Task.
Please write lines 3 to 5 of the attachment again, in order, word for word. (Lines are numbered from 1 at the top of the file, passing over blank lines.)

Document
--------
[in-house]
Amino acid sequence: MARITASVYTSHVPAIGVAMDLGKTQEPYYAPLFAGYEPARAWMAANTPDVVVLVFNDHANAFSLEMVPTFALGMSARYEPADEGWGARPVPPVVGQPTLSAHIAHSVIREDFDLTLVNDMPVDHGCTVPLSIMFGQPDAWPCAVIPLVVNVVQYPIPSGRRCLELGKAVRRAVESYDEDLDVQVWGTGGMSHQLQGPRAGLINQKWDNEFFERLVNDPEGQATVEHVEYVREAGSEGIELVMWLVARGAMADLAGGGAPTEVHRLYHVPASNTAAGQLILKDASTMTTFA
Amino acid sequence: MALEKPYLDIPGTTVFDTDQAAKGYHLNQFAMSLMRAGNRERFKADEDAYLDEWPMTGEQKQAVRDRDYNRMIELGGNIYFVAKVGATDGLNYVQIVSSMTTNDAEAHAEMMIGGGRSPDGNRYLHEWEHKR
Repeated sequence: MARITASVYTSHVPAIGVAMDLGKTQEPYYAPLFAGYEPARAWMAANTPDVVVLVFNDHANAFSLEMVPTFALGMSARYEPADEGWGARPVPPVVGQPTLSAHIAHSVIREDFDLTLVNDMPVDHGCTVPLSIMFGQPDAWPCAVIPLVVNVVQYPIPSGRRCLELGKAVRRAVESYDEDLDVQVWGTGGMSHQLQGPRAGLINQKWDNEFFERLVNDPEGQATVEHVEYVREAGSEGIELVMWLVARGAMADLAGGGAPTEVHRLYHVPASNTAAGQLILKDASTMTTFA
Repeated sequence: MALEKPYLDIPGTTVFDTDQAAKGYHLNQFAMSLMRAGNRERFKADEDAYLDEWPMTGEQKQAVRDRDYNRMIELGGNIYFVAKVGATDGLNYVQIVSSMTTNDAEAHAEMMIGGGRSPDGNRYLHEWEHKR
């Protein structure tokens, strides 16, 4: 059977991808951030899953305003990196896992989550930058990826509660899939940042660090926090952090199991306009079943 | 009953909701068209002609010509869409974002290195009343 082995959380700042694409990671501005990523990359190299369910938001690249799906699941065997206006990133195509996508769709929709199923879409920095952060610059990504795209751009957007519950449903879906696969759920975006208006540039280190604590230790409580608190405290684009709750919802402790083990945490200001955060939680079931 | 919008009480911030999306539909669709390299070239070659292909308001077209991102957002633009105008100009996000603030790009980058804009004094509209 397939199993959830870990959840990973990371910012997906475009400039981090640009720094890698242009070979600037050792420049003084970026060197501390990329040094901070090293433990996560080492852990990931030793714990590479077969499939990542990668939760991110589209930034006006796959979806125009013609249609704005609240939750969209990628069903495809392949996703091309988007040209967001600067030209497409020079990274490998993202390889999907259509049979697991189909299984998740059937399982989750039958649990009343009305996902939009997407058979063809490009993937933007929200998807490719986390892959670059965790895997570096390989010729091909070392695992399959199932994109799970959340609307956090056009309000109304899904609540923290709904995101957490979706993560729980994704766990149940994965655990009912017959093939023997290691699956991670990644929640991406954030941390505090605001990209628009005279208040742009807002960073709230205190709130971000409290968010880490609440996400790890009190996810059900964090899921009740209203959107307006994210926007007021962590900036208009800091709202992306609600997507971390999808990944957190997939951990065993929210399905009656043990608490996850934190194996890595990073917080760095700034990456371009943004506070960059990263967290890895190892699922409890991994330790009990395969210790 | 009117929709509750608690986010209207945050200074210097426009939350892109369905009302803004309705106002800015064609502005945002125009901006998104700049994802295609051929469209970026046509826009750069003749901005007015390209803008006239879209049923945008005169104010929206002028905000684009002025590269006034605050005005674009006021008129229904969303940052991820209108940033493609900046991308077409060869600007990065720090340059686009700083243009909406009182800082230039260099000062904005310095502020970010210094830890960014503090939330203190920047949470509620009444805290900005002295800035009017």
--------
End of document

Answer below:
Amino acid sequence: MALEKPYLDIPGTTVFDTDQAAKGYHLNQFAMSLMRAGNRERFKADEDAYLDEWPMTGEQKQAVRDRDYNRMIELGGNIYFVAKVGATDGLNYVQIVSSMTTNDAEAHAEMMIGGGRSPDGNRYLHEWEHKR
Repeated sequence: MARITASVYTSHVPAIGVAMDLGKTQEPYYAPLFAGYEPARAWMAANTPDVVVLVFNDHANAFSLEMVPTFALGMSARYEPADEGWGARPVPPVVGQPTLSAHIAHSVIREDFDLTLVNDMPVDHGCTVPLSIMFGQPDAWPCAVIPLVVNVVQYPIPSGRRCLELGKAVRRAVESYDEDLDVQVWGTGGMSHQLQGPRAGLINQKWDNEFFERLVNDPEGQATVEHVEYVREAGSEGIELVMWLVARGAMADLAGGGAPTEVHRLYHVPASNTAAGQLILKDASTMTTFA
Repeated sequence: MALEKPYLDIPGTTVFDTDQAAKGYHLNQFAMSLMRAGNRERFKADEDAYLDEWPMTGEQKQAVRDRDYNRMIELGGNIYFVAKVGATDGLNYVQIVSSMTTNDAEAHAEMMIGGGRSPDGNRYLHEWEHKR